Braxton Hicks contractions are extremely common. In fact, all pregnant women experience these contractions, according to All About Women Obstetrics and Gynecology Center. Braxton Hicks contractions usually begin after the 20th week of pregnancy, although in second and third pregnancies, they could begin earlier. Not all expecting mothers feel these contractions when they occur.
Braxton Hicks contractions increase in strength from week 20 through week 32, right up until it's time for real labor to begin, according to What to Expect. The major differences between Braxton Hicks contractions and real ones are that Braxton Hicks are infrequent, irregular and not strong enough to actually push the baby out. They usually begin as a painless tightening or squeezing sensation that starts at the top of the uterine muscles and radiates downward. They cause the abdomen to become hard and contorted, and they usually last between 15 and 30 seconds.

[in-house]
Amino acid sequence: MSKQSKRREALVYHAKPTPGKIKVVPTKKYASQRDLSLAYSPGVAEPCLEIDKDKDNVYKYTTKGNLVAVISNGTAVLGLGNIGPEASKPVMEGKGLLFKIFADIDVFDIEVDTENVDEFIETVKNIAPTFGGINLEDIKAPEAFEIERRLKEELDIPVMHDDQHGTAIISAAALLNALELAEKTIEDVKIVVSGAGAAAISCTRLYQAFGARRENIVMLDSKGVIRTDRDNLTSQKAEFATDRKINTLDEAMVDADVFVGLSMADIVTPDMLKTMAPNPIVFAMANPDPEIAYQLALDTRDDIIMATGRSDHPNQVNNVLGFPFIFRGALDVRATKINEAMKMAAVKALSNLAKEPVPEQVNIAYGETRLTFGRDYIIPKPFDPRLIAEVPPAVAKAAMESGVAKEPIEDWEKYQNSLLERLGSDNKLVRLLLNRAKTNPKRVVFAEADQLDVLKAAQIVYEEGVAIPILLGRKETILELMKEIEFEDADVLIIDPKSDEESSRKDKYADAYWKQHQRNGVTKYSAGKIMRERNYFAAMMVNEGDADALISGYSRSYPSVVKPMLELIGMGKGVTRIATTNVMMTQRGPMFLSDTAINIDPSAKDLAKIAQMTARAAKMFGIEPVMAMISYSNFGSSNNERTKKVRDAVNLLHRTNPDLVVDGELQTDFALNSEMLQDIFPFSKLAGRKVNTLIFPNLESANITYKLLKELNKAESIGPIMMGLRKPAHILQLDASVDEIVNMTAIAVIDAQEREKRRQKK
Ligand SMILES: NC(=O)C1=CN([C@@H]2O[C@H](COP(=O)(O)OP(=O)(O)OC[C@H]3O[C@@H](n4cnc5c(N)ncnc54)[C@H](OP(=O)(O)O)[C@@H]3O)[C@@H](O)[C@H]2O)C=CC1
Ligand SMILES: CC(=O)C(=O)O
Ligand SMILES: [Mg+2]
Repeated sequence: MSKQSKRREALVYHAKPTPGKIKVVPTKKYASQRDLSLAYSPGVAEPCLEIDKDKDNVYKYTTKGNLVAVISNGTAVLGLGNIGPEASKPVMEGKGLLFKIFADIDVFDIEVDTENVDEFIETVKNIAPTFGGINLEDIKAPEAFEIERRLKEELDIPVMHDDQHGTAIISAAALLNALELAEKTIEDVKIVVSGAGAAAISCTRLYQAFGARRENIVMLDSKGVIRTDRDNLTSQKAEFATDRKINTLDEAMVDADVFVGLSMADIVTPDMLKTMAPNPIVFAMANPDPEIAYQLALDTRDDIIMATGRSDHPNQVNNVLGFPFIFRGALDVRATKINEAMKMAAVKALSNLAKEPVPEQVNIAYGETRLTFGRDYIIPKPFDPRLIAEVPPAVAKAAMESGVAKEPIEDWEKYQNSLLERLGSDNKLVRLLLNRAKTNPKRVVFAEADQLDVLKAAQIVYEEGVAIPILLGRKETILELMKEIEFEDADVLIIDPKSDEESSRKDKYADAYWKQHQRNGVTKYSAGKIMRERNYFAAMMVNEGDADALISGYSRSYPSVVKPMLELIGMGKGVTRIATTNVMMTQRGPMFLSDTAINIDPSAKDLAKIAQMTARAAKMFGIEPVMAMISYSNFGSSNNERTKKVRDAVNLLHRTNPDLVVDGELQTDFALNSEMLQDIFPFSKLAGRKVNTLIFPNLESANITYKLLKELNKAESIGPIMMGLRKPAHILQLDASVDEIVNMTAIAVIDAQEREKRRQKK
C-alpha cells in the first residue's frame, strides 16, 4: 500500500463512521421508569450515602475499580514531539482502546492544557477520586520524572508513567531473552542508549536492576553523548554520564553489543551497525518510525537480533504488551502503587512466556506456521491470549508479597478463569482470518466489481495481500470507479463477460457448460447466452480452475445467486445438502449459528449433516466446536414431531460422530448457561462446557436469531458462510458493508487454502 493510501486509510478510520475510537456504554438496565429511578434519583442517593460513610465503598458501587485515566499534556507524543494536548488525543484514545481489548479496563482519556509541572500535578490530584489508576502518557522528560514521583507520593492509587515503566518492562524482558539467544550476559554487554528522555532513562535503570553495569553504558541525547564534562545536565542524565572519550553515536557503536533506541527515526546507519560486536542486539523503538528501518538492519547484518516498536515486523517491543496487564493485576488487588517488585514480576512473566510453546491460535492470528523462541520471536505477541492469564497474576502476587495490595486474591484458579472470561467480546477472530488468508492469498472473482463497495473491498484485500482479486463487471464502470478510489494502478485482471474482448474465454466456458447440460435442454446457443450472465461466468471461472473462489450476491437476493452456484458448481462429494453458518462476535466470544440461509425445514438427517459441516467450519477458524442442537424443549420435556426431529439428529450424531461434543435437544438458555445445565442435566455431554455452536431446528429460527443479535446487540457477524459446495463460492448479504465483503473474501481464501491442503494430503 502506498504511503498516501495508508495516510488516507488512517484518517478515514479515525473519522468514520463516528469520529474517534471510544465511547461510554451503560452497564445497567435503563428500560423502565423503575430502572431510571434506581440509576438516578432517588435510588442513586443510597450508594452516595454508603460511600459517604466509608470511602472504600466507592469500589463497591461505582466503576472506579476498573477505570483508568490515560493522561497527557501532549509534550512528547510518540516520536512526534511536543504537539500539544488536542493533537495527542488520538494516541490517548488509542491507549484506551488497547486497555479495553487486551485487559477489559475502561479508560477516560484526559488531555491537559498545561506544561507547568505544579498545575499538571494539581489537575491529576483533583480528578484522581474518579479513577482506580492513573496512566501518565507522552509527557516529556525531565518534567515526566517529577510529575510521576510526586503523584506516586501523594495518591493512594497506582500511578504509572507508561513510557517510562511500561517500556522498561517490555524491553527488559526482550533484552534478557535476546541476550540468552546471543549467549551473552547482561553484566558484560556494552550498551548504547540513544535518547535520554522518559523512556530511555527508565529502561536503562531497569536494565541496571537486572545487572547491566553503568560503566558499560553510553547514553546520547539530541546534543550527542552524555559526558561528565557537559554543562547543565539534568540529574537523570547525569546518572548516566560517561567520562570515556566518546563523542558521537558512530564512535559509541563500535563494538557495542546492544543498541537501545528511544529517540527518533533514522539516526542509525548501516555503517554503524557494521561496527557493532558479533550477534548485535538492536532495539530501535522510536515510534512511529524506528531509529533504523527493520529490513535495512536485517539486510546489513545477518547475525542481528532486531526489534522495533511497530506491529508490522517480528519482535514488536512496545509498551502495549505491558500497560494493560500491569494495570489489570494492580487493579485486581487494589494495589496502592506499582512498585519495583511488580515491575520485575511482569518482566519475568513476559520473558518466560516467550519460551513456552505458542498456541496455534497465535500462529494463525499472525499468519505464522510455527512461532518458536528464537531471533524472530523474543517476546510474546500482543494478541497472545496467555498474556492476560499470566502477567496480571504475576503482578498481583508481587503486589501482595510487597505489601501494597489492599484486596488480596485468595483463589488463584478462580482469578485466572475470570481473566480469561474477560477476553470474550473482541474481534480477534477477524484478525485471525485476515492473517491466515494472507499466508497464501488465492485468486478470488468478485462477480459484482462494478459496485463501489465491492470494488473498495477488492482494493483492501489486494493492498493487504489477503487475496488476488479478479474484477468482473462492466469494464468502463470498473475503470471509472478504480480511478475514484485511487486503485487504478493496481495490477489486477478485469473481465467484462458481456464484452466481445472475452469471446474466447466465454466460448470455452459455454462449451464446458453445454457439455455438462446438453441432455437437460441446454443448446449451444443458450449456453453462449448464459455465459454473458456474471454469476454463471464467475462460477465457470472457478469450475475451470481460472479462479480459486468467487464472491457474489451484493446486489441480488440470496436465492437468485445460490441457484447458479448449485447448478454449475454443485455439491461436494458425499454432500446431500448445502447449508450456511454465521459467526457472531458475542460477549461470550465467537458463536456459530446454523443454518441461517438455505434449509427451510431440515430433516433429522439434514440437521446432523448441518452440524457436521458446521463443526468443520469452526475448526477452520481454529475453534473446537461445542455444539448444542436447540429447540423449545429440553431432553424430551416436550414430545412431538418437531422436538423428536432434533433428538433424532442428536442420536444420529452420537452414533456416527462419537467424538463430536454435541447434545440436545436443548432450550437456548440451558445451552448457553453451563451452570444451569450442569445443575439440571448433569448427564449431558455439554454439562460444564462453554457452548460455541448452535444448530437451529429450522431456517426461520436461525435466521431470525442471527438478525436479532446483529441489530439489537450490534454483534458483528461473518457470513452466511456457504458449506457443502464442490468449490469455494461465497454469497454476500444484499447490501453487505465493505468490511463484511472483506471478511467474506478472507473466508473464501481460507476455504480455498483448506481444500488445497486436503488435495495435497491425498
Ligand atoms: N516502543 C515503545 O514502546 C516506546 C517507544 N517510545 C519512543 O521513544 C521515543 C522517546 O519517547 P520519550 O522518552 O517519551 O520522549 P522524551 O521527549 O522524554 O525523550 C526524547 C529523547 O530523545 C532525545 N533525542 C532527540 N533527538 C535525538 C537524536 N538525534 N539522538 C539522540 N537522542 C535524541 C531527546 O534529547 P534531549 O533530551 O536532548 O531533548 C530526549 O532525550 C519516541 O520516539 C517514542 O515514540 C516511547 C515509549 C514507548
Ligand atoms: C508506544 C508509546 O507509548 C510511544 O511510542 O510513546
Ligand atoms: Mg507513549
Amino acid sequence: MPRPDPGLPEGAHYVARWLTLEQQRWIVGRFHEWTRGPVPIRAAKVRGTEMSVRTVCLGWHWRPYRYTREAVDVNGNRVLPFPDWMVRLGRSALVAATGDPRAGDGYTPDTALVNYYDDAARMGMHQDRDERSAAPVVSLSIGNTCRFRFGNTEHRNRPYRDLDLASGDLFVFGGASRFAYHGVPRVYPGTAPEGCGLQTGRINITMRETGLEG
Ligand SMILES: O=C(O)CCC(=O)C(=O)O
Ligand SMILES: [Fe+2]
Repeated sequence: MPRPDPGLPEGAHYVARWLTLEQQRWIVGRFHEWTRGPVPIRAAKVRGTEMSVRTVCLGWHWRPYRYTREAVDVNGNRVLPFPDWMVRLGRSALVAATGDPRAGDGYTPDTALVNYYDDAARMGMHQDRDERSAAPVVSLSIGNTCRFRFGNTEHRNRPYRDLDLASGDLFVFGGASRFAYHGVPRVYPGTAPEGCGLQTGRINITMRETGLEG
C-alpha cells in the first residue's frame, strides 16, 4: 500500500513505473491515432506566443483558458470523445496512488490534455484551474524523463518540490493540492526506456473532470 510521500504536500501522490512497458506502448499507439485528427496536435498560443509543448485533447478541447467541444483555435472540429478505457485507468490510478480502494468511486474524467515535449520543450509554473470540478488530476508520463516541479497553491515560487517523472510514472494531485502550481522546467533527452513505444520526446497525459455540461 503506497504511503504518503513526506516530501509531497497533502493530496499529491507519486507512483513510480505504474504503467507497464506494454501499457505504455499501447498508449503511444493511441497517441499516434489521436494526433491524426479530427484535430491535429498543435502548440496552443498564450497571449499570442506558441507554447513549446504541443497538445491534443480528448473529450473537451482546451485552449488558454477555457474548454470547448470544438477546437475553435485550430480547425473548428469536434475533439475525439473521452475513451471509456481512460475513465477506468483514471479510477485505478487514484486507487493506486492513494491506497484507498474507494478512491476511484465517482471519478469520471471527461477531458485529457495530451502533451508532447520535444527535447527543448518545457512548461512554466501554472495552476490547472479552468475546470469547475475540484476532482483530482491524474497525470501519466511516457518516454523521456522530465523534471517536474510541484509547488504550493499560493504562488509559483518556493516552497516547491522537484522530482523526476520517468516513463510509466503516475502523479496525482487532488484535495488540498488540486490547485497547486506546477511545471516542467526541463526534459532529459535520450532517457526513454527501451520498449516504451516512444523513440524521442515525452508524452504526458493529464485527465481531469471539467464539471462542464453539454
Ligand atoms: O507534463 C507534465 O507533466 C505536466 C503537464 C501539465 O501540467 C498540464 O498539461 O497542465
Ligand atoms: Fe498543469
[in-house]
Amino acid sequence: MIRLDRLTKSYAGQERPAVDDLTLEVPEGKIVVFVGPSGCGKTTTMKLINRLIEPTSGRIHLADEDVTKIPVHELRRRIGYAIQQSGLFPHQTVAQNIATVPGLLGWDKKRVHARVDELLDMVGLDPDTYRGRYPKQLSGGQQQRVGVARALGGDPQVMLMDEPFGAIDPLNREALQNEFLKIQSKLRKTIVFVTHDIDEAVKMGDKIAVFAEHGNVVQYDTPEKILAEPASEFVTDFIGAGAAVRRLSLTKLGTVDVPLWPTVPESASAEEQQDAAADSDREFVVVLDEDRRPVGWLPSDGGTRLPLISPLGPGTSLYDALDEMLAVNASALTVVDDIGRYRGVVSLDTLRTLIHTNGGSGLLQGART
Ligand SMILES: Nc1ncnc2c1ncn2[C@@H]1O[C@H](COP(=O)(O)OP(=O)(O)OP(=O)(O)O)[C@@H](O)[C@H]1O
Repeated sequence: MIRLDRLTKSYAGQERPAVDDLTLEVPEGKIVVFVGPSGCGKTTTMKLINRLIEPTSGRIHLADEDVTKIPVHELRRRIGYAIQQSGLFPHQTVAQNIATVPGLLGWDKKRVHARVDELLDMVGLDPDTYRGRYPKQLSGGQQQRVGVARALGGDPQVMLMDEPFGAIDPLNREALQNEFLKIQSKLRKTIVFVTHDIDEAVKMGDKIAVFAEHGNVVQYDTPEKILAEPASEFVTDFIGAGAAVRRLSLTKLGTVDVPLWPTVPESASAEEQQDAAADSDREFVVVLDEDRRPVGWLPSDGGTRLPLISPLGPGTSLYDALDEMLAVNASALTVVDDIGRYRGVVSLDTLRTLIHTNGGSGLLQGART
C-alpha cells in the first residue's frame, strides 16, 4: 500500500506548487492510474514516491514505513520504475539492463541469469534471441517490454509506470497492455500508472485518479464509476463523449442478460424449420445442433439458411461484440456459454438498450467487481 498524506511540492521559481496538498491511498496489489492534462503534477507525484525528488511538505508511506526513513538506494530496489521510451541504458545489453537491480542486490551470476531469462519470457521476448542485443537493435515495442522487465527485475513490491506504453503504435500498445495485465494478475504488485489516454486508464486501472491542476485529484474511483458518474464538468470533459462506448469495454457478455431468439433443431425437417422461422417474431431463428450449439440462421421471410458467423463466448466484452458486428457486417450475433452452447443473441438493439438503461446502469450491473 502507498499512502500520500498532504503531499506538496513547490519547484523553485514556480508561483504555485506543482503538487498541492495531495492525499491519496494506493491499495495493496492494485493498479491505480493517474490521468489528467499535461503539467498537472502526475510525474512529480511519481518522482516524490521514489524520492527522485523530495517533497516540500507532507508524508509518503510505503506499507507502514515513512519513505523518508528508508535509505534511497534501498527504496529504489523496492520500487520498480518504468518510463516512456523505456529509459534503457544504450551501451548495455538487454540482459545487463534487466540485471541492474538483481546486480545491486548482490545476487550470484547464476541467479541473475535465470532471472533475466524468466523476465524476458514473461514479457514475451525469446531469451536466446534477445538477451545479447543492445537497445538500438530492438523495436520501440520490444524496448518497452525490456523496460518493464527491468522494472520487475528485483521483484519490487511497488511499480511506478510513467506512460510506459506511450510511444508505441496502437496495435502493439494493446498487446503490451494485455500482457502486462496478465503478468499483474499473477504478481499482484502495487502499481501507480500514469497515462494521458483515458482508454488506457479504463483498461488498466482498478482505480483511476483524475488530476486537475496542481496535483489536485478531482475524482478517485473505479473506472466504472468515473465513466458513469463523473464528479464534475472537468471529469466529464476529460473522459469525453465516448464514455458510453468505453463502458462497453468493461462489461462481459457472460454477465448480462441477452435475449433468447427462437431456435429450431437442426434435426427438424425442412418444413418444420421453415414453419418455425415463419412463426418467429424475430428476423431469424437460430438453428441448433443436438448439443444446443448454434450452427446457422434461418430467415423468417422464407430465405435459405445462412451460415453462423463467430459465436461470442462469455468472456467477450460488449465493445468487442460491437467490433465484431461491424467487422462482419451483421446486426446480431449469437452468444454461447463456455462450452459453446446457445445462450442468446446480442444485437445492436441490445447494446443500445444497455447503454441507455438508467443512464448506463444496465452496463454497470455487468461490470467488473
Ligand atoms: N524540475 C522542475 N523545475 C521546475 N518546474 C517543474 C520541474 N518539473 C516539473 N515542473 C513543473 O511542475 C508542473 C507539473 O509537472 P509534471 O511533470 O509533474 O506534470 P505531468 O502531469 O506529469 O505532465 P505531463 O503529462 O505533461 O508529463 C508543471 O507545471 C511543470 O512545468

According to Parents Magazine, Braxton Hicks contractions are named after the 19th century English doctor John Braxton Hicks, who discovered them. They are sometimes referred to as false labor or practice contractions, and indeed they are the body's way of practicing and preparing for true labor. Braxton Hicks help to thin and dilate the cervix, and they become more pronounced with each subsequent pregnancy.